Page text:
“And remember, this is going to be a winter bite, which is much more subtle than the rest of the year. Fish right in the middle of the bayou on cold days, and on warmer days, fish over the flats on the shallower side of the bayou,” he said.

Capt. Ben Leto (Louisiana Fishing Expeditions, 985-893-0180 or 985-630-2066) says he’s been limiting out on redfish, and either limiting or coming close on specks, in the Biloxi Marsh. His favorite spots include:

7. Mussel Bay.

“This is a great spot to catch reds and specks,” Leto said. “The bay averages 3 to 4 feet deep, and has a great shoreline for redfish. I look for clean, moving water, and signs of baitfish activity, especially around the coves, points and cuts,” he said. “Fish live bait under a popping cork, right up against the bank, and if that fails to produce, try trolling the shorelines, tossing the same baits or spoons, spinners and plastics, until you find some action,” he said.

8. Pete’s Lagoon.

Located just above Mussel Bay, this lagoon is a favorite with many of the locals. Leto says once the area turns on, it’ll stay hot throughout the winter, and produce an abundance of good-sized fish, “the kind you don’t have to measure,” he said.

Fish it the same way you’d fish Mussel Bay, concentrating on points, cuts, coves and drains. Fish live baits against the shorelines for redfish and specks, or try gold spoons, spinnerbaits or soft plastics either tightlined or under a popping cork.

9. The bayous off of Mussel Bay and Pete’s Lagoon.

That’s where the fish will head when the water temperatures drop, Leto said.

“The fish will stack up in the turns once it gets cold,” he said. “So when you find them, you’ll slaughter them.”

Leto says he’ll fish the bottom of the deeper canals and bayous with live bait, or he’ll bounce soft plastics off the bottom.

“I’ve been having a lot of success so far this month with the High Tide Shrimp Cocktail on a ¼-ounce jig. I bounce it off the bottom or fish it under a cork, and it’s really produced,” he said.

Capt. Mike Thompson Jr. (Shore Thing Charters, 228-342-2206) says he catches trout, redfish and flounder in the Biloxi Marsh all winter long, concentrating mostly on the bigger bodies of water, until the really cold weather moves in and drives everything deep.

10. The Lakes of Bayou Marron.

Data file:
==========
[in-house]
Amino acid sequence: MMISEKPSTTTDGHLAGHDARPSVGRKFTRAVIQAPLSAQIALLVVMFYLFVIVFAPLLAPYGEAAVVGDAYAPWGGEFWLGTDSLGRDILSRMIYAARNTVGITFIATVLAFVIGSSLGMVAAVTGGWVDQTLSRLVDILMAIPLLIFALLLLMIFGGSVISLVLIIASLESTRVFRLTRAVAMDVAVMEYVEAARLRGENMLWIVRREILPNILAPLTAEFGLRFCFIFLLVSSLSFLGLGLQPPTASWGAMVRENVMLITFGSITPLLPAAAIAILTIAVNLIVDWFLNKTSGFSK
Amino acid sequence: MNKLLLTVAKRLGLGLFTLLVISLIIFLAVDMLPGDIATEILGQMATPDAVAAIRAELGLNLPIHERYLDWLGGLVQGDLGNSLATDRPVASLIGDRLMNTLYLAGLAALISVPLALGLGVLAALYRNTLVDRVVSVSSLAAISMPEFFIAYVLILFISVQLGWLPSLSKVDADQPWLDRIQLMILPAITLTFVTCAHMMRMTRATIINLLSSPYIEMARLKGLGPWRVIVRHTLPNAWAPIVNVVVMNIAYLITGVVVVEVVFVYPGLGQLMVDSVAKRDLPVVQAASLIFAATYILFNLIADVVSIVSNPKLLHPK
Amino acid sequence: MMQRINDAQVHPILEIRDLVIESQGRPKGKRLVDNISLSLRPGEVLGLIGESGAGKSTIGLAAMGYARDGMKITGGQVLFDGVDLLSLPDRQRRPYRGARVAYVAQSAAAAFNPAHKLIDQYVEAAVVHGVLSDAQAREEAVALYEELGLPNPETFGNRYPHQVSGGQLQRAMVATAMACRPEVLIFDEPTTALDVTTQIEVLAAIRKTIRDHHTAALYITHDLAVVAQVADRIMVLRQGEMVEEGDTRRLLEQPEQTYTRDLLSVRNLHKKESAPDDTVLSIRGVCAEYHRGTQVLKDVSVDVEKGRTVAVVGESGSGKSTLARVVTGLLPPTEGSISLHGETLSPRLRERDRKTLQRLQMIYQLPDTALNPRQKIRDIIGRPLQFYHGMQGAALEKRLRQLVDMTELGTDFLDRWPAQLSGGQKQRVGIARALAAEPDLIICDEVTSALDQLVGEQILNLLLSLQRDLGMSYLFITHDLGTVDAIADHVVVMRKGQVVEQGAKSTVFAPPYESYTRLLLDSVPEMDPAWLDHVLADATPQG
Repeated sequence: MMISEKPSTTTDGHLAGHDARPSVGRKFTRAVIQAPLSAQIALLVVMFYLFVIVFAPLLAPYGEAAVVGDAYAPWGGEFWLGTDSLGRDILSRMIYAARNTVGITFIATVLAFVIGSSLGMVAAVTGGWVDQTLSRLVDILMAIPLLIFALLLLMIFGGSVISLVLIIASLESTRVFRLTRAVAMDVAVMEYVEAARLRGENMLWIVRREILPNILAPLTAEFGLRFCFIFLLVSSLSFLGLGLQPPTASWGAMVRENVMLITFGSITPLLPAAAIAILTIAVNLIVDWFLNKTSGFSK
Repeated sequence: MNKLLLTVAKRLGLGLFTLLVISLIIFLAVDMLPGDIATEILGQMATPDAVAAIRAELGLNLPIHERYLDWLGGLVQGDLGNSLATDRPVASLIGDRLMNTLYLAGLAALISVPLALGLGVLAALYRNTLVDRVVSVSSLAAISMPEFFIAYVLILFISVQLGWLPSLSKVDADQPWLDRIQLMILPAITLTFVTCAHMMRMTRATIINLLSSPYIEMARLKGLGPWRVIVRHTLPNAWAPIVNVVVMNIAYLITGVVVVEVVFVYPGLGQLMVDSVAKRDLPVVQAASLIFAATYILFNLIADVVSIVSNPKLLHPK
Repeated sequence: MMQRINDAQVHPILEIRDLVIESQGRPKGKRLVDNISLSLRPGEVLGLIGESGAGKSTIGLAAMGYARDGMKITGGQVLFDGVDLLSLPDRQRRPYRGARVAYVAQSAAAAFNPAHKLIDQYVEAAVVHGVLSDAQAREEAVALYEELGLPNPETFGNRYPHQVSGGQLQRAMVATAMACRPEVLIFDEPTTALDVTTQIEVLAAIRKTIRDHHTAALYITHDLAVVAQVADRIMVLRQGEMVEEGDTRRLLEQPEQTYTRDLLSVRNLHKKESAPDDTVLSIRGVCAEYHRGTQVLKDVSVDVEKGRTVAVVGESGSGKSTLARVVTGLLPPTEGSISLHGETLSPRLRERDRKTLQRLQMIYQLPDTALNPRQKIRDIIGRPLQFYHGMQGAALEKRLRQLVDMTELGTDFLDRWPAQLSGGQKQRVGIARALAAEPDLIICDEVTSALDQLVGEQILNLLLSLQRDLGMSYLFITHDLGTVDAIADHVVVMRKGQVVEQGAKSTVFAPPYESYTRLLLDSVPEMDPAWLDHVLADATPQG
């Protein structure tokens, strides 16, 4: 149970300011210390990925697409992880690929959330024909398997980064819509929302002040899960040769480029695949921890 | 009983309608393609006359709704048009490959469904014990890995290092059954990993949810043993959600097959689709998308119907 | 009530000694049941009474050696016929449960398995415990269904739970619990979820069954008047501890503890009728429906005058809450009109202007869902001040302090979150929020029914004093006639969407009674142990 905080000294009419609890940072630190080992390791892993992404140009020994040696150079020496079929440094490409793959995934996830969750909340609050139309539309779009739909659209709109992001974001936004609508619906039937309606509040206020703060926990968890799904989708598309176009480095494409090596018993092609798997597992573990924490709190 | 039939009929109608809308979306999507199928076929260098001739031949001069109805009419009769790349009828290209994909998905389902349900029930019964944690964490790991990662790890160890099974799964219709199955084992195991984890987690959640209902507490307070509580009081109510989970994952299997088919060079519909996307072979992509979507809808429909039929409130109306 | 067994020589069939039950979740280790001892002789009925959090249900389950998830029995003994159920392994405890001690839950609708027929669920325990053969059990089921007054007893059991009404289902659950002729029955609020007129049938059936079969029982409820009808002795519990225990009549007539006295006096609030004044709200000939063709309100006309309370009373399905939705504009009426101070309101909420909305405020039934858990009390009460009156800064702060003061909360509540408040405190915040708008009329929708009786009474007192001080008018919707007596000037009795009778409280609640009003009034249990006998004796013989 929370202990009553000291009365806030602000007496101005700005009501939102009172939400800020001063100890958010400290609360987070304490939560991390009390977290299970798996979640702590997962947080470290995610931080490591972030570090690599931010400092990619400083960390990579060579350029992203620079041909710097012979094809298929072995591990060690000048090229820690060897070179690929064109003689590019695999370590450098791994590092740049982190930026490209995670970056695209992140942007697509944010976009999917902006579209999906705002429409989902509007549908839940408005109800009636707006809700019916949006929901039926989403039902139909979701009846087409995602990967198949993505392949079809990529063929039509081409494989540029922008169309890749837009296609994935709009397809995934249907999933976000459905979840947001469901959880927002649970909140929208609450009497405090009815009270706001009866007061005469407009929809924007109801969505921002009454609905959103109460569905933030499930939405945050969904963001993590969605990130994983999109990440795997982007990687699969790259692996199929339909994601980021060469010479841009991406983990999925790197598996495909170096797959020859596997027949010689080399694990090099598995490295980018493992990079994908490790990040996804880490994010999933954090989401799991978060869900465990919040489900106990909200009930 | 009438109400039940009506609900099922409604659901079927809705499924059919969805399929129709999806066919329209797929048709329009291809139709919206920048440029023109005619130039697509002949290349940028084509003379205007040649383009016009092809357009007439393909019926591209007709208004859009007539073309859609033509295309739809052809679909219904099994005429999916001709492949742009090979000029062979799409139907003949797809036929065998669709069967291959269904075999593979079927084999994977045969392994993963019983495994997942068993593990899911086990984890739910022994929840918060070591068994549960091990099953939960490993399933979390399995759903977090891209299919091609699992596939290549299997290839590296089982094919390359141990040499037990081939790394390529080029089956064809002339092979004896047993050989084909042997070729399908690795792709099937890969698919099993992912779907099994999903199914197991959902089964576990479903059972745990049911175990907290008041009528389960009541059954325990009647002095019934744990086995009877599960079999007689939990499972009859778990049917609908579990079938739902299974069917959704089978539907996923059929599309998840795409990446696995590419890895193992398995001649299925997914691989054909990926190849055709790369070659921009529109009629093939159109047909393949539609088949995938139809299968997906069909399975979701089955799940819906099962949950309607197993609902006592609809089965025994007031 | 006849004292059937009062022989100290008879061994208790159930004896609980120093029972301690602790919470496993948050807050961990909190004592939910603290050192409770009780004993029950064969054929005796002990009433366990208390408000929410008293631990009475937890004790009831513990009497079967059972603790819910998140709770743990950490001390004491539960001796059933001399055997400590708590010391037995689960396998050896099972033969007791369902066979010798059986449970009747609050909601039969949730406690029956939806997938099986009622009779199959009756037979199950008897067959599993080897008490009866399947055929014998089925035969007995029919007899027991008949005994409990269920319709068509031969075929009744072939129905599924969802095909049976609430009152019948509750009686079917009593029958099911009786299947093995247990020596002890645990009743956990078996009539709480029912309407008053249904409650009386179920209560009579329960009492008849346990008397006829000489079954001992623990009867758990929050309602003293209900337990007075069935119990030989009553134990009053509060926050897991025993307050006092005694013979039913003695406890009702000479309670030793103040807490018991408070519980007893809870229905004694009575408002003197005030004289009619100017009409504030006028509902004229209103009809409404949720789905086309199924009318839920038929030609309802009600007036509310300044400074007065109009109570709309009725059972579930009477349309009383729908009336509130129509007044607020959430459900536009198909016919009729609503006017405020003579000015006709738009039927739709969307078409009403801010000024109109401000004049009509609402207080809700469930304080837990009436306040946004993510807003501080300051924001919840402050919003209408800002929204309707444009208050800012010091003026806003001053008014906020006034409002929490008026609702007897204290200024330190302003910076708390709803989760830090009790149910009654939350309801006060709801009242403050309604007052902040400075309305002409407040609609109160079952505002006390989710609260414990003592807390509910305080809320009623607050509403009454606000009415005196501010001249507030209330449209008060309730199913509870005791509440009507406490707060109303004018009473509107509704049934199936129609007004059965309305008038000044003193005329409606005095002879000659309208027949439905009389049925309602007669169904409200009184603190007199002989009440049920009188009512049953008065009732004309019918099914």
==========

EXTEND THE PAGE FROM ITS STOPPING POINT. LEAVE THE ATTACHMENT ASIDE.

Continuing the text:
Thompson says he likes to drift or troll the shorelines, casting live baits, either shrimp or minnows, along the shorelines. Naturally, cuts, points, coves and drains are the spots you want to work the hardest. Once the shrimp disappear, soft plastics will produce almost as good as the live stuff, he said.

11. Bob’s Lake.

This area can be fished the same way as the Lakes of Bayou Marron. As long as the weather stays moderate, these areas should be productive. If it does get cold, try the deep pass between Bob’s Lake and Poodle Lake, he said.

“It’s an excellent spot to fish live minnows off the bottom in really cold weather,” he said.

12. Mosquito Inlet.

Thompson says this meandering canal has a wealth of deep holes in the turns and at cuts or intersections, and is the perfect place for cold weather fishing.

“Enter the inlet from the Lake Borgne side, because the other end is very shallow. Find a good turn or cut where the water is moving pretty good, park your boat and fish the bottom,” he advised.

Live minnows on a 3/8-ounce jig head or soft plastics on a ¼- or 3/8-ounce jig bounced along the ledges are the best baits.

“It’s rare when the fish will be flat on the bottom in the deepest holes. Actually, last year they never went deeper than 6 feet. Usually, 10 to 12 feet is the deepest you’ll have to fish. Use your depth sounder, find the deeper holes, and then cast along the ledges at a 10- to 12-foot depth. That’s where the fish will be,” he said.

About Rusty Tardo 370 Articles
Rusty Tardo grew up in St. Bernard fishing the waters of Delacroix, Hopedale and Shell Beach. He and his wife, Diane, have been married over 40 years and live in Kenner.